You would think that planning a three-day break to Norway would be relatively straightforward, but this trip has possibly been the most problematic one I've ever tried to organise! It got off to a good start in early January when I found extremely cheap flights from Gatwick to Bergen with Norwegian for the first May bank holiday. £50 return seemed like too good an opportunity to miss, even though I knew from our previous experience in Oslo that everything in Norway was going to be extremely expensive once we arrived. I figured we could afford three days of Norwegian prices though, and once the flights were booked I started making plans for what we could do.
Having read a lot about it on the internet, I was keen to try the 'Norway in a Nutshell' tour, which aims to give visitors with a limited amount of time in the country a taste of the fjords via a one-day circular trip by train, bus and boat. It looked amazing, and the best thing about it is that although you could buy your tickets altogether as part of a tour package, it isn't actually a guided tour and the entire route is made up of normal public transport. I developed a cunning plan which was going to involve catching all the transport involved in the 'Norway in a Nutshell' tour, but at different times to the ones advertised for the package so that all the trains etc would be significantly quieter. It also looked like it would potentially be cheaper to buy all the tickets individually rather than purchasing the offical tour ticket. I had it all sorted out.... and then I went on the website of the Norwegian train company to double-check I had the timings right and realised that they had just announced rail engineering works on Sunday 1 May which would mean that a crucial bit of train line between Bergen and Myrdal, whose existence was integral to the entire trip, was going to be closed all day. There was going to be a rail replacement bus along part of the line but it wasn't going as far as Myrdal, which rendered it useless. Brilliant.
Several days spent poring over Norwegian timetables later, I managed to develop another slightly more innovative route which will hopefully allow us to still experience the key parts of the tour, but split over Sunday and Monday. It remains to be seen whether all the timings will work out. But at least, I thought, I had now got my one piece of travel bad luck over and done with for 2016.
Hahahaha. No, not quite. I heard my phone vibrating while I was working on Thursday afternoon, and when I went to check it I found I had an email from booking.com about my apartment reservation in Bergen. I thought perhaps they were sending me some instructions about checking in, so imagine my horror when I opened it to find that they were informing me that my reservation had been cancelled... because of an on-going strike by hotel workers in Norway!!! Since when do hotel staff go on strike?! Is this a thing in Norway the same way air traffic control strikes are in France?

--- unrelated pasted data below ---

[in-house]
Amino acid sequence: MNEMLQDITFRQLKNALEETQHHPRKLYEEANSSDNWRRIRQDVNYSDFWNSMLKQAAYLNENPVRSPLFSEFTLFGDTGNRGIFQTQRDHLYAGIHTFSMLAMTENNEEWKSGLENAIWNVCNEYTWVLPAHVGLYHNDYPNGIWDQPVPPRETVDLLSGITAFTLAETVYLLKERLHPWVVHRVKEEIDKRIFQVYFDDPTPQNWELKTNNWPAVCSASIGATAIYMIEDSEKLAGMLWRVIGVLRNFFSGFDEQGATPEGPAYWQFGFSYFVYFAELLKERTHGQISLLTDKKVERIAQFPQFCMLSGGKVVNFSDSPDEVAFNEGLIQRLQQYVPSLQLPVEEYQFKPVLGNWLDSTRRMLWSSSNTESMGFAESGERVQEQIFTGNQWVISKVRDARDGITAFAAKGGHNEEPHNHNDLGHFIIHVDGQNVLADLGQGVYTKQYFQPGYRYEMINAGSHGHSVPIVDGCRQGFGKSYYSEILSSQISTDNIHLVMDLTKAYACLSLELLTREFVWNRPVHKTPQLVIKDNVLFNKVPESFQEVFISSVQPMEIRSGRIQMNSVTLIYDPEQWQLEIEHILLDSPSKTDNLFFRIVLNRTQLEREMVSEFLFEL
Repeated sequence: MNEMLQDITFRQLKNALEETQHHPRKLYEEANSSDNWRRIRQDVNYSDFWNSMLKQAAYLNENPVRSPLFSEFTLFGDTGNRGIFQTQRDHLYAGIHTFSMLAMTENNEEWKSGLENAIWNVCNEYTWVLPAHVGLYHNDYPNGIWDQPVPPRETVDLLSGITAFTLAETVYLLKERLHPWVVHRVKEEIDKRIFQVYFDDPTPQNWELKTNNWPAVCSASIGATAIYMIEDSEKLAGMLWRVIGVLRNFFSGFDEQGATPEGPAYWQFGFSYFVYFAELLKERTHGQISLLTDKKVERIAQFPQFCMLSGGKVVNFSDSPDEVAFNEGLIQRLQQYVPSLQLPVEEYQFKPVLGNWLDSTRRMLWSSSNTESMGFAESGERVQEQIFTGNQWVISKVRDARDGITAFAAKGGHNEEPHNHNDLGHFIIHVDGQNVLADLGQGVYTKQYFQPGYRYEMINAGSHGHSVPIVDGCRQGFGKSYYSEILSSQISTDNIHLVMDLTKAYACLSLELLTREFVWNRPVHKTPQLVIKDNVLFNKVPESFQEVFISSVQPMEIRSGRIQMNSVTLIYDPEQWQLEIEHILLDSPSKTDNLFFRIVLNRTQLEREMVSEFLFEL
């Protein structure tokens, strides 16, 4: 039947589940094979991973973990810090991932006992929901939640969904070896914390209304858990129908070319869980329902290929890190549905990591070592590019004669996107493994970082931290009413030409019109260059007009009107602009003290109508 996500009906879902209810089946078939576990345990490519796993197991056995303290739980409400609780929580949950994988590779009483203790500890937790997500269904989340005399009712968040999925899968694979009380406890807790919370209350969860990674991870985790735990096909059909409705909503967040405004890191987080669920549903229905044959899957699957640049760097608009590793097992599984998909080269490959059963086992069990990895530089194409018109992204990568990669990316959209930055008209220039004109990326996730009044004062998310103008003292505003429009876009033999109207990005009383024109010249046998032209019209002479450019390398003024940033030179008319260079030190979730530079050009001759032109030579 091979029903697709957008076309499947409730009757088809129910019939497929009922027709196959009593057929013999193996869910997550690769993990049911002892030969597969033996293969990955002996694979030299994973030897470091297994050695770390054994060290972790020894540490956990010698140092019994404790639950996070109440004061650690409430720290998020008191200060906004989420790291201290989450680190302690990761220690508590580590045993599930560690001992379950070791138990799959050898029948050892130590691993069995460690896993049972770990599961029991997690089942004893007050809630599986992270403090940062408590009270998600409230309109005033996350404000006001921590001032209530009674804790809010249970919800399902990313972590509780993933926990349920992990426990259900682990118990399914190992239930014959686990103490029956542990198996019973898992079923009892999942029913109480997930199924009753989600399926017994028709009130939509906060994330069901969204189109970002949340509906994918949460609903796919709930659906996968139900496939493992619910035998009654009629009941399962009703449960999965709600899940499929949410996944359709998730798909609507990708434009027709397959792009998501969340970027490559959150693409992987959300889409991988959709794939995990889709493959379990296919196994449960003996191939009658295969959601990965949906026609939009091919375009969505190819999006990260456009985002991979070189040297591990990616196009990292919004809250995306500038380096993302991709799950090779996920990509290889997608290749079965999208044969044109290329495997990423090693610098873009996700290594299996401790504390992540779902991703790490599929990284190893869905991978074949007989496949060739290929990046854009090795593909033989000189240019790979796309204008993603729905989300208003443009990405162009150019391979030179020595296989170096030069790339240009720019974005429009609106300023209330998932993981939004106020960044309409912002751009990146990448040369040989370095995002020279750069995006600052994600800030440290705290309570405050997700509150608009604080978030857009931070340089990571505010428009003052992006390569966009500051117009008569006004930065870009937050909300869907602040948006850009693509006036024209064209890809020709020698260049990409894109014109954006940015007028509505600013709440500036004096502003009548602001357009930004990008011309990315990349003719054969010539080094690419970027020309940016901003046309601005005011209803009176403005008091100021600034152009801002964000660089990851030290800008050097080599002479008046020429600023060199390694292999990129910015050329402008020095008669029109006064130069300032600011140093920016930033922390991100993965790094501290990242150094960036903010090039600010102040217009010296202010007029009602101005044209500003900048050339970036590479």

Who knows. It was extremely bad luck that the apartment I had booked was linked to a hotel and so caught up in the strike. Also quite bad luck that it was one of those bookings where they take the cash off you as soon as you make the reservation, because now I'm having to negotiate with booking.com about getting my money back. When I first read it I panicked that there would be no alternative accommodation available in the whole of Norway this weekend, but Tim swiftly got on booking.com and managed to find an alternative apartment. Not quite as nice as the first one, but it looked adequate and wasn't going to break the bank. Now we just had to keep our fingers crossed that this reservation didn't get cancelled as well.
By Friday evening we hadn't had any more worrying emails from booking.com, so we concluded that all our bad luck was definitely over now and set our alarms for 3am on Saturday morning in preparation for the journey to Gatwick. At least we were confident that driving at such an antisocial time meant we would be spared the chaos on the M40 and M25 that almost ruined our trip to Lapland at Christmas. Everything went like clockwork and we actually arrived at the airport nearly 30 minutes earlier than planned. Result
At this point I need to explain that we hadn't checked in online. Normally we would do that, but with Norwegian it doesn't seem very straightforward; you can only check in once it is 24 hours before your flight, and online check-in isn't available for all their routes. I had given up trying to figure it out on their website and decided that we would just queue to check in at the airport, although we were only flying with hand luggage. So when we got to Gatwick, the first thing we did was try to find the Norwegian check-in desk.